Next, you mention that personal experiences are not logical but emotional. I would suggest to you that personal experiences, aren’t in the realm of logical or non-logical, only their meaning or eventfulness can be argued logically. Personal experiences aren’t necessarily emotional either, though I give you they most likely gain emotional attachments, but they start out as truths, provided our eyes and ears function according to baseline human standards. Finally, personal experiences, are most likely to be social affects, they cannot be by a majority, “personal”. In other words, if I subscribe to subculture, “21st Century Christian Doctrine”, or, “21st Century Wester Counter Culture Atheism”, then my interpretation and perceptions are affects of my larger pre-subscribed notions about my world. I believe this offers another way of looking at your crtique of “Senseless Divinititus”, since any coherent discussion must fundamentally agree that in spite of belief in any religion we as social beings adhere to constructs, and we establish social symbols and we do not easily escape them by sheer logic nor willpower alone. The Nazism example meets this criteria of established social constructs that we as socially consumed beings cannot escape. Even if the flipside of Nazism social construct and adherence, is to do “extreme good”, we must accept that it is a social construct with equally subservient adherence inspite of any rendering of it’s moral character by those outside it.

    I would also argue that, it is precisely from our personal experiences where we are able in good conscience to argue our case about our experience in reality to other individuals. I go so far as to say we only argue honestly when it is about our personal experiences, so that any arguing from the stance of presubscribed, subcultured interpretations of human artifacts, such as the Bible, are contrived, disingenuous, and socially withdrawn. Or, if you chose, how can scientific measurement be viewed to inform us about reality and where God may be.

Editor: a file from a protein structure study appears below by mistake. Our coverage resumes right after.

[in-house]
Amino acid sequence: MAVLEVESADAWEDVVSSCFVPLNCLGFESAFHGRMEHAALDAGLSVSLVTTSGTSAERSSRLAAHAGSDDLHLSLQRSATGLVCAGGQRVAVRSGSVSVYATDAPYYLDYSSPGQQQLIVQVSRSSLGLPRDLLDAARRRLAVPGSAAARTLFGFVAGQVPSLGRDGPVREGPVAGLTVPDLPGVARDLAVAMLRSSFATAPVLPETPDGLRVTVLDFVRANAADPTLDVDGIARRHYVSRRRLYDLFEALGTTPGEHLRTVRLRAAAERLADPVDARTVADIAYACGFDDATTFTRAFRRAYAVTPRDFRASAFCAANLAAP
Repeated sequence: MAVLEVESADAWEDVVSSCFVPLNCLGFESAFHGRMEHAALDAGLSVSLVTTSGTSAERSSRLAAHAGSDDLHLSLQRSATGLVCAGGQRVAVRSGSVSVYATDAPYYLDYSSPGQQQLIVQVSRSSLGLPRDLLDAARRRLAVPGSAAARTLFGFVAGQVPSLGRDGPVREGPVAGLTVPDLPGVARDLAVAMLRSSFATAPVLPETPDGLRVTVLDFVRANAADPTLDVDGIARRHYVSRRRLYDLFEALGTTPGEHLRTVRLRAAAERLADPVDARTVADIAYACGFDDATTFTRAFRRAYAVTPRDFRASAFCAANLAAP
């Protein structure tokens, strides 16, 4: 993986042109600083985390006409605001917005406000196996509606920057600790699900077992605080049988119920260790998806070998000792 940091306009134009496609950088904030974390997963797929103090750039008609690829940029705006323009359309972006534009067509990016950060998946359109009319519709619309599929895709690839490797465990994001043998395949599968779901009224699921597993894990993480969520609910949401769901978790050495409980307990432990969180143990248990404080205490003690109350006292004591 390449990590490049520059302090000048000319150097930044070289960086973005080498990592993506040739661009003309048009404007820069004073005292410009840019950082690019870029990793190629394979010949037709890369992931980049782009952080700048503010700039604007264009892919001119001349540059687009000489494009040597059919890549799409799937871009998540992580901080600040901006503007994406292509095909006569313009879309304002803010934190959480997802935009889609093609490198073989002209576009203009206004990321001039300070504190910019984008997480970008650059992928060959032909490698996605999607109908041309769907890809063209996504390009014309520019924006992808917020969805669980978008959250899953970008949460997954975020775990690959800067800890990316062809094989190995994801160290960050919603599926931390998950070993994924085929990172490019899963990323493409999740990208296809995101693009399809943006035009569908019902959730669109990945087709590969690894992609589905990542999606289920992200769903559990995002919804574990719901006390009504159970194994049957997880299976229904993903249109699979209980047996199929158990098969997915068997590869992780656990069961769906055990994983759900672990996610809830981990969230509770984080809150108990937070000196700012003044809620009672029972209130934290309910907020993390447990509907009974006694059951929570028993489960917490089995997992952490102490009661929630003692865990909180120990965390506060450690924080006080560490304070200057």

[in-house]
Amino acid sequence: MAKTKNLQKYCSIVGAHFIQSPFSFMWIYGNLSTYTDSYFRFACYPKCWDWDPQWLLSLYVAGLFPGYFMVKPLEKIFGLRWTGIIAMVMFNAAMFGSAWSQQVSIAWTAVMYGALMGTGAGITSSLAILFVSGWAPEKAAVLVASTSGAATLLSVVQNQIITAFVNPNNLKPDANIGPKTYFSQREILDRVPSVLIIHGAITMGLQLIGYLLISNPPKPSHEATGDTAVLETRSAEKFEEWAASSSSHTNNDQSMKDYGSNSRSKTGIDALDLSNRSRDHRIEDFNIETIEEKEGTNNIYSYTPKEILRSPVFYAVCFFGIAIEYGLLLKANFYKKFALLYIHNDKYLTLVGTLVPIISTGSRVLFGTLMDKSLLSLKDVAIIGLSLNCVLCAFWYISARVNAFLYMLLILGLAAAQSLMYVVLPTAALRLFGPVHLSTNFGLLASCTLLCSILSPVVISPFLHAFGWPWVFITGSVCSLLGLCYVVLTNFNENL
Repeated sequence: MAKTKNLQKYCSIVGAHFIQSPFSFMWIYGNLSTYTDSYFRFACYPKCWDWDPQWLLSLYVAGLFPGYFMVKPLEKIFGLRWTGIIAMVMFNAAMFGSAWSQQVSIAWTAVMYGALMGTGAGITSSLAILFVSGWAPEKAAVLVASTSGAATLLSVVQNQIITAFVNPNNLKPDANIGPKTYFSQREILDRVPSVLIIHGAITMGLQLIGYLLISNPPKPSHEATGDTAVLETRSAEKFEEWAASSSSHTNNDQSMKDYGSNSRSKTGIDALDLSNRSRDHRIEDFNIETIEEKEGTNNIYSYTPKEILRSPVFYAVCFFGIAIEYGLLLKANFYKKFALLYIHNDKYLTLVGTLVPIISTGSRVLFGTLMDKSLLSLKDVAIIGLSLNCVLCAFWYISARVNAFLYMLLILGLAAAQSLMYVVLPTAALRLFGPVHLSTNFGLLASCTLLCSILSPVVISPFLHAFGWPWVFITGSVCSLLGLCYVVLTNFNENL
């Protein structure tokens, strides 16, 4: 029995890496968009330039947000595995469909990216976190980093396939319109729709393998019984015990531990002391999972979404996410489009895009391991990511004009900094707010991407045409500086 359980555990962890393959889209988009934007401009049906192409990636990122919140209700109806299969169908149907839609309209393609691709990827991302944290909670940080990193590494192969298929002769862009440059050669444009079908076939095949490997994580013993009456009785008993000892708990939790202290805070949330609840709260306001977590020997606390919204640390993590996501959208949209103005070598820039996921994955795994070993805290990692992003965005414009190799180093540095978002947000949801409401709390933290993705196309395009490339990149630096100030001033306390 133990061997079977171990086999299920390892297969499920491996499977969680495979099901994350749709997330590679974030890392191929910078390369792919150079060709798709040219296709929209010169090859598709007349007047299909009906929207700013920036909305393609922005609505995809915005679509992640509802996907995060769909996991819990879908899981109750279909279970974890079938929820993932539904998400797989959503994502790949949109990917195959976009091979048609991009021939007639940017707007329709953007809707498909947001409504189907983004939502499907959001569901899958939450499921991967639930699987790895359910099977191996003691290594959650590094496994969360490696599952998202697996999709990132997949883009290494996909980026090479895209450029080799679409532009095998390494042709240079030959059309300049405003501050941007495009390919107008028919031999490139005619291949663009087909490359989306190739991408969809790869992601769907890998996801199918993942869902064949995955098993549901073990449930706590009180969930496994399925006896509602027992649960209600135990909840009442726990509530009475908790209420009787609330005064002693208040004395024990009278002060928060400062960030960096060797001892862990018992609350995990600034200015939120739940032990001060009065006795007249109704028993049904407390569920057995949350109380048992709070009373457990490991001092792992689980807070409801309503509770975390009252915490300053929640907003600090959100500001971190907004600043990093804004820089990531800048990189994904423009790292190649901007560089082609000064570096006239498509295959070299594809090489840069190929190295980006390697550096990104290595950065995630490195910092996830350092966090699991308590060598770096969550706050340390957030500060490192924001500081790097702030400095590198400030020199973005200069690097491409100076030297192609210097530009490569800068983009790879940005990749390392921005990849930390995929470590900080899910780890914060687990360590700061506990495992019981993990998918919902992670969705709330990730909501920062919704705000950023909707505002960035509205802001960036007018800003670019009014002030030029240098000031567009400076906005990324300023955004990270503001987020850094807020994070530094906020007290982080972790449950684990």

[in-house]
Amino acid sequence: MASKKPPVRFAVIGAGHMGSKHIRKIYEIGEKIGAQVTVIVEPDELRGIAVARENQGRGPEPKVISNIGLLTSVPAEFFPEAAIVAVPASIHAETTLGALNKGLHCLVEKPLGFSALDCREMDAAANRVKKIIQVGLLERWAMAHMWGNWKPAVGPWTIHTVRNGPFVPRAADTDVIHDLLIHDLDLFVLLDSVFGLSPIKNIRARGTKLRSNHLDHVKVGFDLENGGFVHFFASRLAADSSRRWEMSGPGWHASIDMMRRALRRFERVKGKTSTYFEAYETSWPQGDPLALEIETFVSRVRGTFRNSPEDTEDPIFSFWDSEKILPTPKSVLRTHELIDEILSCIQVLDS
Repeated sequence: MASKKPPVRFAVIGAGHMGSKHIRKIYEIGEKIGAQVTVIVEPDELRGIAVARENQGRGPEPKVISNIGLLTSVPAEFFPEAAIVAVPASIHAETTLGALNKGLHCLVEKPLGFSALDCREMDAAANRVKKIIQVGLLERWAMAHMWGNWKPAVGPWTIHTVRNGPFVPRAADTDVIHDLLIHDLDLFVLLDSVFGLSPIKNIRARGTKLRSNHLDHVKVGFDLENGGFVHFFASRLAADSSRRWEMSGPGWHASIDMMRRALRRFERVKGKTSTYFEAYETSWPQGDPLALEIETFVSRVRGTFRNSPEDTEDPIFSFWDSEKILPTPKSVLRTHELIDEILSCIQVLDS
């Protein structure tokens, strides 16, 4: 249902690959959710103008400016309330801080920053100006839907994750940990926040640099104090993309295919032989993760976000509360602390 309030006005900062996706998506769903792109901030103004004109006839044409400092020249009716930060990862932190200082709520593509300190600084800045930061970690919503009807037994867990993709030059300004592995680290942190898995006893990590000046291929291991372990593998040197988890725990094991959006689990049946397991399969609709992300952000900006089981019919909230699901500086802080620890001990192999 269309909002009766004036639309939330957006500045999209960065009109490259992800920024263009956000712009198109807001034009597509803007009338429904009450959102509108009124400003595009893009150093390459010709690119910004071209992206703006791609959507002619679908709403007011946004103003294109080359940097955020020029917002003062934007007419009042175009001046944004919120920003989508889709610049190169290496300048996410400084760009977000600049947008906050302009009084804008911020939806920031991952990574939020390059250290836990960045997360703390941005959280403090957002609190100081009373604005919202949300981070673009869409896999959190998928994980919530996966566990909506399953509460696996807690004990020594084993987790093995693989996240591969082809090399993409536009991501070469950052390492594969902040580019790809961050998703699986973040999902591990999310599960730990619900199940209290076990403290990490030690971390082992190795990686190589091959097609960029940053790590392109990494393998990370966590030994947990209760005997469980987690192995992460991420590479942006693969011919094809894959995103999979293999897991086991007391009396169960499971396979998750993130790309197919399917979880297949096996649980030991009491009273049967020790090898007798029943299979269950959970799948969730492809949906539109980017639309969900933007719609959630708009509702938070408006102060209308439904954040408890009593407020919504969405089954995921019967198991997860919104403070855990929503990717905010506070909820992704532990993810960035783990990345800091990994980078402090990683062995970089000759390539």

harpoonflyby    Oct 24, 09:42 AM    #
  2. I’ve got a better analogy for you than the Bush one.

    A kid knows that Santa Claus exists. He’s been told about him by his parents, and has seen him on TV. All the other kids talk about Santa. Empirical evidence suggests that he exists. Then Mummy takes him to Santa’s grotto. The kid meets Santa! This is strong personal experience, so he must exist! Right?

    Just because a person has experienced something that seems to them like God, doesn’t mean that it is God. Psychological experiments prove that humans (adults as much as children) are prone to looking for patterns where there are none – it’s how our brains work.

    It’s why gods exist in the first place – we saw patterns and things we couldn’t explain, and so called them works of, for instance, Zeus, or Odin (or God). Because our ancestors were so convinced of these experiences, it gave rise to the myths we know today as ancient Greek and Norse mythology. (and I assume you accept both as mythologies?)

    Now, if God came down from on high and presented himself to me and showed me miracles physically, I suppose I’d have to admit he existed. (Unless doctors then found a brain tumour in the appropriate part of my brain.) But most personal experiences aren’t anything half as substantial. They boil down to wishful thinking.

    Finally, it looks like teaching people to believe in personal experiences above empirical evidence (which is what you seem to be telling people to do) is a path down insanity lane. Just look at your average paranoid schizo.

    — Simon    Dec 21, 06:29 AM    #